The spectre of 20 year olds practicing football with intent to play professionally has the NFL and its supporters spinning away. Meanwhile, across the pond in Scotland, Glasgow Rangers are making plans to train more teenagers:
The club have formed a separate entity to be known as Rangers Youth Development Company, in order to fast-track their stars of the future. Four businessmen - Ian Russell, Paul Murray, Jim Whitelaw and Walter Nimmo - have contributed Â£1 million and Rangers have doubled that amount to fund the project.
..."It will be a long time before what we want to happen happens. At the moment we have some of the best talent at Under-15 level and below, but it will take four or five years to see the best of them."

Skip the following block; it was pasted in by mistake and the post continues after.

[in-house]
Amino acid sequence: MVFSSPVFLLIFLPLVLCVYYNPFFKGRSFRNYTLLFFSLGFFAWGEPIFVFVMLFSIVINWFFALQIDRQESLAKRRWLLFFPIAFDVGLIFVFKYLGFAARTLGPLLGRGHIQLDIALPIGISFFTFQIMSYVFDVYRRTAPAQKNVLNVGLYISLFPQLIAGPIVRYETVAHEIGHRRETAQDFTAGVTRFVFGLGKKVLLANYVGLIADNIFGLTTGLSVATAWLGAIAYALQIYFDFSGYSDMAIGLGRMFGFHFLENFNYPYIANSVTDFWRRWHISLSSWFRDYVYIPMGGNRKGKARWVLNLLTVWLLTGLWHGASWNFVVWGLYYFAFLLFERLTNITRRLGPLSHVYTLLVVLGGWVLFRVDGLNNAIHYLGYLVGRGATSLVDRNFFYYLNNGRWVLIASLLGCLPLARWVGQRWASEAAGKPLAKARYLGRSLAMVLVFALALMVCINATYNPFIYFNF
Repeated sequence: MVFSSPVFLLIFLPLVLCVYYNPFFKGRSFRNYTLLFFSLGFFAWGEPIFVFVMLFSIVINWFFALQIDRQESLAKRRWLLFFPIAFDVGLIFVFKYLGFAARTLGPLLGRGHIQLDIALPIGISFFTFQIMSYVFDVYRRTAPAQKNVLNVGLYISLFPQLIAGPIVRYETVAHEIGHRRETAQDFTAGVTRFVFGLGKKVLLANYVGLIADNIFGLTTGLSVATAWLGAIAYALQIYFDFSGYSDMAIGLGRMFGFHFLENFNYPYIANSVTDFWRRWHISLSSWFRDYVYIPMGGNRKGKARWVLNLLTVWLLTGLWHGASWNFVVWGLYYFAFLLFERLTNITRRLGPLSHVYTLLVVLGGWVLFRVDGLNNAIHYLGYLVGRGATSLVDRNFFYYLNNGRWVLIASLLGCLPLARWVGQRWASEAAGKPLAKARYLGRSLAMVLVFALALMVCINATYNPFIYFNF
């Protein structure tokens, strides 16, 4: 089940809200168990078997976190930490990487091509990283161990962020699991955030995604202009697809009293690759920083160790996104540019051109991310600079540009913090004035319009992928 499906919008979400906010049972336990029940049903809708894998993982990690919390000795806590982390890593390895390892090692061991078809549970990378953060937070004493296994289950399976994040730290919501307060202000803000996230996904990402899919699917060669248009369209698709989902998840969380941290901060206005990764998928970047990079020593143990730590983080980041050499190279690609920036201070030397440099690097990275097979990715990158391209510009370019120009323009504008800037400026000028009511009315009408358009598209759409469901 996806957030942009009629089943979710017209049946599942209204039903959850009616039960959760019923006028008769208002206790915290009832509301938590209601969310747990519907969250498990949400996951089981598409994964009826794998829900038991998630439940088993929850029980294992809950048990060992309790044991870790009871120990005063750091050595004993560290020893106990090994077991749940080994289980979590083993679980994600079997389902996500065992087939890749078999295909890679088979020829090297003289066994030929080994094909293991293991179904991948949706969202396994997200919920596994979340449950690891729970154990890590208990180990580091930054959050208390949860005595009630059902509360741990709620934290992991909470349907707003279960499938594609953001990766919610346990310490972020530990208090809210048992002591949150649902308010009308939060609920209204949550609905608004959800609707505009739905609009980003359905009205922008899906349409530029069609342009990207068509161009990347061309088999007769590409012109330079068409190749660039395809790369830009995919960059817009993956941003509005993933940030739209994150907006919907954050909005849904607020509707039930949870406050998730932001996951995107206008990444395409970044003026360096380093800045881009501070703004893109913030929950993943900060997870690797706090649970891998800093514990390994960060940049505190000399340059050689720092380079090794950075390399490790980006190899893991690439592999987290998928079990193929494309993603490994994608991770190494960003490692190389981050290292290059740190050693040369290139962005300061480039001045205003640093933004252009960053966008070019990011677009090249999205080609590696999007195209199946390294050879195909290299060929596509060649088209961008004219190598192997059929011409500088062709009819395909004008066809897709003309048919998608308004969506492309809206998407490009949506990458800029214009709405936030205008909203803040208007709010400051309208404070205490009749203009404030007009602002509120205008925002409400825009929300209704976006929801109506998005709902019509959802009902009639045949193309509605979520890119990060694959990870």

One can make a case that market division between the NFL and the NCAA over 18-20 year old football players raises the value of player development. Collegefootballl is fun to watch. But the primary motivation for the NFL is even more simple: it reduces their costs. The cartel-like ban on competing for younger players (nicely protected by insertion into the collective bargaining agreement) saves them from spending millions of dollars on developing young players.
Update: while the combination of higher value (the college game) and lower costs (for the NFL) suggests that the draft restriction on youth could maximize aggregate welfare, it does not guarantee it. Regardless, that is not the issue being argued in the Clarett case.